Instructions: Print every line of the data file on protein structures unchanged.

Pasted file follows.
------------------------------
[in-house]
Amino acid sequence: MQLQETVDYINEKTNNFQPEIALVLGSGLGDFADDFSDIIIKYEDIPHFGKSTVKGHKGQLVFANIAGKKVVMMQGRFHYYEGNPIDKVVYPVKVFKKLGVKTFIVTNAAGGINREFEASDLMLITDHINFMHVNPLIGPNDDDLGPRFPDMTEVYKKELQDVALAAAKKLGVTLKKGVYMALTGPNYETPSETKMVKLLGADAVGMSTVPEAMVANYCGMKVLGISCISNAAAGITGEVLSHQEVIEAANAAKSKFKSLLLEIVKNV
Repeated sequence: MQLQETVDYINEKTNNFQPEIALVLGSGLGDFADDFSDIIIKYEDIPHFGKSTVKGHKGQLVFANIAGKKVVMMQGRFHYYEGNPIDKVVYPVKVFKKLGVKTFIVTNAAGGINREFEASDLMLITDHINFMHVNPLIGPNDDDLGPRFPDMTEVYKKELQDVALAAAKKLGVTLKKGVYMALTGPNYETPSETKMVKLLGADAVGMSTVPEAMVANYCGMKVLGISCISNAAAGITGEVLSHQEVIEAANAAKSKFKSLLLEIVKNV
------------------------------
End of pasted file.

[in-house]
Amino acid sequence: MQLQETVDYINEKTNNFQPEIALVLGSGLGDFADDFSDIIIKYEDIPHFGKSTVKGHKGQLVFANIAGKKVVMMQGRFHYYEGNPIDKVVYPVKVFKKLGVKTFIVTNAAGGINREFEASDLMLITDHINFMHVNPLIGPNDDDLGPRFPDMTEVYKKELQDVALAAAKKLGVTLKKGVYMALTGPNYETPSETKMVKLLGADAVGMSTVPEAMVANYCGMKVLGISCISNAAAGITGEVLSHQEVIEAANAAKSKFKSLLLEIVKNV
Repeated sequence: MQLQETVDYINEKTNNFQPEIALVLGSGLGDFADDFSDIIIKYEDIPHFGKSTVKGHKGQLVFANIAGKKVVMMQGRFHYYEGNPIDKVVYPVKVFKKLGVKTFIVTNAAGGINREFEASDLMLITDHINFMHVNPLIGPNDDDLGPRFPDMTEVYKKELQDVALAAAKKLGVTLKKGVYMALTGPNYETPSETKMVKLLGADAVGMSTVPEAMVANYCGMKVLGISCISNAAAGITGEVLSHQEVIEAANAAKSKFKSLLLEIVKNV